This content is part of the Conference Coverage: Microsoft Ignite 2018 conference coverage

Microsoft wants to eliminate passwords -- and there's an app for that

At its Ignite 2018 conference, Microsoft declared an end to the password era and extended support for its Microsoft Authenticator app to Azure AD-connected apps.

Many in the technology industry have predicted the coming end of passwords over the years, but Microsoft may have made the boldest proclamation yet.

At its Ignite 2018 conference this week, the software giant declared the end of the password era by way of an expansion of its Microsoft Authenticator application, which will now support passwordless logins for apps connected to Azure AD. The smartphone app is designed to eliminate passwords with a multifactor login that uses the device and a user's fingerprint scan, facial scan or PIN.

First introduced in 2016, the Microsoft Authenticator application combined two previously released authenticator apps for Microsoft accounts and Azure AD into a single offering. The app allowed users to log in to both Microsoft accounts and Azure AD-connected apps on desktops via their mobile devices. Last year, Microsoft updated the app and added passwordless logins with biometric support for Microsoft accounts; this week's update to the Microsoft Authenticator app extends the same biometric authentication support for Azure AD apps.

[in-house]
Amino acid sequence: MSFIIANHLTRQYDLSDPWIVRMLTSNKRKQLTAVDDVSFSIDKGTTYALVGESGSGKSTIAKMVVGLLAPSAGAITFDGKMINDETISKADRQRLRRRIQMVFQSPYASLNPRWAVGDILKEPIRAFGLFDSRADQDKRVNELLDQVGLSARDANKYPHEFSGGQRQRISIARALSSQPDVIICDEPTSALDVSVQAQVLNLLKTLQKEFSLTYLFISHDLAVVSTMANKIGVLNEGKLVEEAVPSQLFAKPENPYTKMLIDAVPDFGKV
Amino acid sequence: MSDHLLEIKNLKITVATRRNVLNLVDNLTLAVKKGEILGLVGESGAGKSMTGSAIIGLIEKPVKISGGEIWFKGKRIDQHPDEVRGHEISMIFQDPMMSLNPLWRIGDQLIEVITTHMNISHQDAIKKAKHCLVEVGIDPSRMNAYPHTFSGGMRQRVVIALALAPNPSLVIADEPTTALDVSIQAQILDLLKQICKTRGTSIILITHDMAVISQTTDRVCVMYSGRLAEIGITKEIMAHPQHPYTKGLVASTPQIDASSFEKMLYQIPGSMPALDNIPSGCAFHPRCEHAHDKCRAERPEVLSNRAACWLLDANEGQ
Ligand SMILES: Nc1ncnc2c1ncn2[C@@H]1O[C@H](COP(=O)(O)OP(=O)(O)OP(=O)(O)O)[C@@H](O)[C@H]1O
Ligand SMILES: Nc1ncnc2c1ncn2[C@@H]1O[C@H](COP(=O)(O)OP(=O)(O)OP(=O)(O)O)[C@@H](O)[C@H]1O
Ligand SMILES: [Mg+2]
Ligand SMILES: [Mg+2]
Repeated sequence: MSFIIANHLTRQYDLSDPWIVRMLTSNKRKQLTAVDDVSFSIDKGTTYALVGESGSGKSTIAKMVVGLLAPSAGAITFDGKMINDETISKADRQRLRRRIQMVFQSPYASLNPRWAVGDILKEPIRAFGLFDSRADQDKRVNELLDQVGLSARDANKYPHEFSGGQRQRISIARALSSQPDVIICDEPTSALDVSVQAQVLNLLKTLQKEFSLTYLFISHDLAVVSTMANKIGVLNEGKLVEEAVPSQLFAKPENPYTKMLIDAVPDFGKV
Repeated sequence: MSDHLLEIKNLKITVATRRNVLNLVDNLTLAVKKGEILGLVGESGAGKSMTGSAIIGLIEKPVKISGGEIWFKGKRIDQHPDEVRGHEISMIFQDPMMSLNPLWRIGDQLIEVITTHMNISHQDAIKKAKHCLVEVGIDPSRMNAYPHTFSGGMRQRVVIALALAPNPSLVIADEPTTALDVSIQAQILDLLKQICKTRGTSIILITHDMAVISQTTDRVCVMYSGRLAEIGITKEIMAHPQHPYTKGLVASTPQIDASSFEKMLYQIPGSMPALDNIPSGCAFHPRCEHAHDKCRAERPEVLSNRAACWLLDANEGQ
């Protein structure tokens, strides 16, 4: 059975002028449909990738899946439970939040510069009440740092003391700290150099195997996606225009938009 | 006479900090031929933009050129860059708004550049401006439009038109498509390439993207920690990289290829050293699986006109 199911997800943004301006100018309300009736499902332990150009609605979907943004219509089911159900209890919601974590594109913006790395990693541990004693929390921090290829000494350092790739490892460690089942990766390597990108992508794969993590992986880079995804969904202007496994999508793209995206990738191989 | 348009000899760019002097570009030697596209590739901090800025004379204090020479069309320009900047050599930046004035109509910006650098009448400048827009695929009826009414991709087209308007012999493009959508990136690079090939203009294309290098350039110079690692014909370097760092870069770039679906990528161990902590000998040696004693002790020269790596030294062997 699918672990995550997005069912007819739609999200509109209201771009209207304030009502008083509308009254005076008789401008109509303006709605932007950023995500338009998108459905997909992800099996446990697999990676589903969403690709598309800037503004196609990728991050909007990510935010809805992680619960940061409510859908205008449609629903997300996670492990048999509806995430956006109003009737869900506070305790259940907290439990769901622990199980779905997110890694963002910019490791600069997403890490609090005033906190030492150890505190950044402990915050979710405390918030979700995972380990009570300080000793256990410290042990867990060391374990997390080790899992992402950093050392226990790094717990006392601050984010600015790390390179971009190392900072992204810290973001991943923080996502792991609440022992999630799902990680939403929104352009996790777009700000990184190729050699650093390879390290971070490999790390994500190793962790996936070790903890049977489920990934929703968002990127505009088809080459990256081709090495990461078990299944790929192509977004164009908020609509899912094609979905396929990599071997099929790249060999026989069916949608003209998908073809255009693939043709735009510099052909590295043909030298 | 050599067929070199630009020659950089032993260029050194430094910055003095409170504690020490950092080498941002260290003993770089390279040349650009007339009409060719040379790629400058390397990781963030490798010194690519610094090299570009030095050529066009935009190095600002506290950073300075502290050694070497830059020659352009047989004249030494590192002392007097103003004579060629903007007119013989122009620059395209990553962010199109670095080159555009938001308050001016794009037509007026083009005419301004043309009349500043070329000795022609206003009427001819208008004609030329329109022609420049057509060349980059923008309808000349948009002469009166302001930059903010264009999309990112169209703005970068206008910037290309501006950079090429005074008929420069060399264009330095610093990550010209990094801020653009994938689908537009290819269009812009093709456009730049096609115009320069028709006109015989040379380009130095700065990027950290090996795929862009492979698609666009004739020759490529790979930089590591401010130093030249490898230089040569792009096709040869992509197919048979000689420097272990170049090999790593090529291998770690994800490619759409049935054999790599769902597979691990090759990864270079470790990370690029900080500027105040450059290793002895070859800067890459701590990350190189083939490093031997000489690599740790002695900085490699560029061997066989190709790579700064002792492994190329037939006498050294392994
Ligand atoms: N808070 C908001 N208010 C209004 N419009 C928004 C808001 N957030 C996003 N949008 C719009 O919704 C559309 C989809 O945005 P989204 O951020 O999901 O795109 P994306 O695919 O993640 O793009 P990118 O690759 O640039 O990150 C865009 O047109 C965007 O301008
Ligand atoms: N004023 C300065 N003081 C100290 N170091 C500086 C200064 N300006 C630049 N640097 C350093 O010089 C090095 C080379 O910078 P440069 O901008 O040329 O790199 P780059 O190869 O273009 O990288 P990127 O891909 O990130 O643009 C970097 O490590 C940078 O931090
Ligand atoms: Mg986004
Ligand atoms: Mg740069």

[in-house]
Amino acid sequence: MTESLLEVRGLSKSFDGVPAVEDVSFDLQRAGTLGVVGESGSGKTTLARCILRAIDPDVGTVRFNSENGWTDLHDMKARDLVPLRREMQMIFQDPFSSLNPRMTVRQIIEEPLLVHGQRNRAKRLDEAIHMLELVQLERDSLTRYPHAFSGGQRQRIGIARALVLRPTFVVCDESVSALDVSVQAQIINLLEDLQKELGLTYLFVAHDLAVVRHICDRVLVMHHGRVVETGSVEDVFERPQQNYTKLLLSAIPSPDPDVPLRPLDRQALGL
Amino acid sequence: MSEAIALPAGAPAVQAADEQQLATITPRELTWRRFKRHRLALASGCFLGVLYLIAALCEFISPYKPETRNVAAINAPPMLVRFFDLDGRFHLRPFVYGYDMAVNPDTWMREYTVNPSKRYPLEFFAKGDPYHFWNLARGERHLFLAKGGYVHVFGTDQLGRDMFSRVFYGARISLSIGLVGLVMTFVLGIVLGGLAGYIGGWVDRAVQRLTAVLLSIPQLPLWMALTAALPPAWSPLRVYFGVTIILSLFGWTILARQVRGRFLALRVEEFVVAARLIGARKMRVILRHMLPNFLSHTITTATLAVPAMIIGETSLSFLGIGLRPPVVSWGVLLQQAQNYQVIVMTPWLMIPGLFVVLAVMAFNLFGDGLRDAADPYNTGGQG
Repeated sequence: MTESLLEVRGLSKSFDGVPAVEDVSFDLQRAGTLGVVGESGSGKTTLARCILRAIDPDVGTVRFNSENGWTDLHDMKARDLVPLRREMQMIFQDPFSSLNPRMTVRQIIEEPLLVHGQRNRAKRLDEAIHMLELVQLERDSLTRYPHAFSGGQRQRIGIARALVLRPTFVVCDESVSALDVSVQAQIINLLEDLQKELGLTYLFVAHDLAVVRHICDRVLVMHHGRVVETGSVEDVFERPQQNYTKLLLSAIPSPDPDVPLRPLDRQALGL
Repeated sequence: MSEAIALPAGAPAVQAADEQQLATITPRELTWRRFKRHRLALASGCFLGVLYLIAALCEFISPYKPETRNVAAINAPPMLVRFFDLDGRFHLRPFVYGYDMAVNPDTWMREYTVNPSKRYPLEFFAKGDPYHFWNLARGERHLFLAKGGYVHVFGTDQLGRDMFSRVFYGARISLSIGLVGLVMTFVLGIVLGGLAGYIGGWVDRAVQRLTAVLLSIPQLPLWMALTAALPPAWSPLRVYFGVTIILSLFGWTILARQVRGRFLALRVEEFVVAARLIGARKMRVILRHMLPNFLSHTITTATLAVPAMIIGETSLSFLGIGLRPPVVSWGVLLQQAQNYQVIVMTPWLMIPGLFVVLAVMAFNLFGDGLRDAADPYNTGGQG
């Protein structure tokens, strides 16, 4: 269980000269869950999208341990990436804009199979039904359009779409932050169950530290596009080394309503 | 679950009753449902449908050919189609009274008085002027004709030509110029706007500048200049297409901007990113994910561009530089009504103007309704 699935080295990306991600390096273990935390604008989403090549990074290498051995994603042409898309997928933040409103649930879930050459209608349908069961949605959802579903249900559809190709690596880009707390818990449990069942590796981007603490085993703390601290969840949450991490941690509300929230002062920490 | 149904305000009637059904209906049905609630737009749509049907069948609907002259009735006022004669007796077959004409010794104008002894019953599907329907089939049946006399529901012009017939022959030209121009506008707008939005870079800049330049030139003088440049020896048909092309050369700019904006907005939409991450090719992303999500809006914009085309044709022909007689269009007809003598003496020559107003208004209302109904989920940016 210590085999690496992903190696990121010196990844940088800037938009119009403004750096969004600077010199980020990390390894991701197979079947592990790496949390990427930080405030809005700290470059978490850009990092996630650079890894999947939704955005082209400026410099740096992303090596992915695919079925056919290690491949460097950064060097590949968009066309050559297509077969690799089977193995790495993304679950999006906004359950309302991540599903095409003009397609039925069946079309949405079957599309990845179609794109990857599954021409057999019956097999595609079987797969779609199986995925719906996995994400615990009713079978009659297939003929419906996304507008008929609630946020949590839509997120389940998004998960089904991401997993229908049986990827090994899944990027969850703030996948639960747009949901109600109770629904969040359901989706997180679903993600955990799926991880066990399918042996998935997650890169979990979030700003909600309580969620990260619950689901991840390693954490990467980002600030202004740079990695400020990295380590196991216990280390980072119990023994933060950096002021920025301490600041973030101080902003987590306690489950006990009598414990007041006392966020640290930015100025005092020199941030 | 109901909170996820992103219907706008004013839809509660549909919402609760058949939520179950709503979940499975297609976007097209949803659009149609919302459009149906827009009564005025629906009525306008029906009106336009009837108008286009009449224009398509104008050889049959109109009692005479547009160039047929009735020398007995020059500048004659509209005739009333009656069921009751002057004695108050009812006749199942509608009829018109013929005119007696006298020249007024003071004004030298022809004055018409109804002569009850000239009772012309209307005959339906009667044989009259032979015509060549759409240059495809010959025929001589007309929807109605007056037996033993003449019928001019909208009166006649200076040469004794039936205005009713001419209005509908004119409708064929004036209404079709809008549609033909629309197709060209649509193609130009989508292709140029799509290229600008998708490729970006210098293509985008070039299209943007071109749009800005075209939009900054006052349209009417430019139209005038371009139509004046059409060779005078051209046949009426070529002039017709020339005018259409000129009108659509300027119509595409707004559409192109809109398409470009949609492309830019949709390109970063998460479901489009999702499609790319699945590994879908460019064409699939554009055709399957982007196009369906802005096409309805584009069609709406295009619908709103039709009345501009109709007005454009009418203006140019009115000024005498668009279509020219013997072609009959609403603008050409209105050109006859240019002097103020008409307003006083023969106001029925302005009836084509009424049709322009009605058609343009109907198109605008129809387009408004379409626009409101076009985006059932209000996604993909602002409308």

"No company lets enterprises eliminate more passwords than Microsoft," wrote Rob Lefferts, Microsoft's corporate vice president of security, in a blog post. "Today, we are declaring an end to the era of passwords."

Lefferts added that using a passwordless, multifactor login can reduce the chance of account compromise by 99.9% and create a simpler experience for users.

During his keynote Monday, Microsoft CEO Satya Nadella highlighted how The Coca-Cola Company had deployed Microsoft Authenticator in an effort to eliminate passwords and better protect accounts within the organization. Nadella said Coca-Cola's CIO Barry Simpson wanted Microsoft to "orchestrate a security ecosystem that worked for them, starting with identity."

"Multifactor authentication or a no-password future has to be done in way so that user adoption is at the center of it," Nadella said. "And that's why the Authenticator app and the way we do two-factor authentication in [Office] 365 that is being deployed broadly at Coca-Cola is helping Barry ensure that the users are using the security measures that IT wants them to use in the first place."

The Authenticator app update is the latest move by Microsoft to eliminate passwords for both enterprise users and consumers. In 2015, the company introduced Windows Hello, a passwordless login for Windows 10 that uses facial recognition technology. The following year, Microsoft launched Windows Hello for Business, which combined the company's Microsoft Passport offering for enterprises with Windows Hello.

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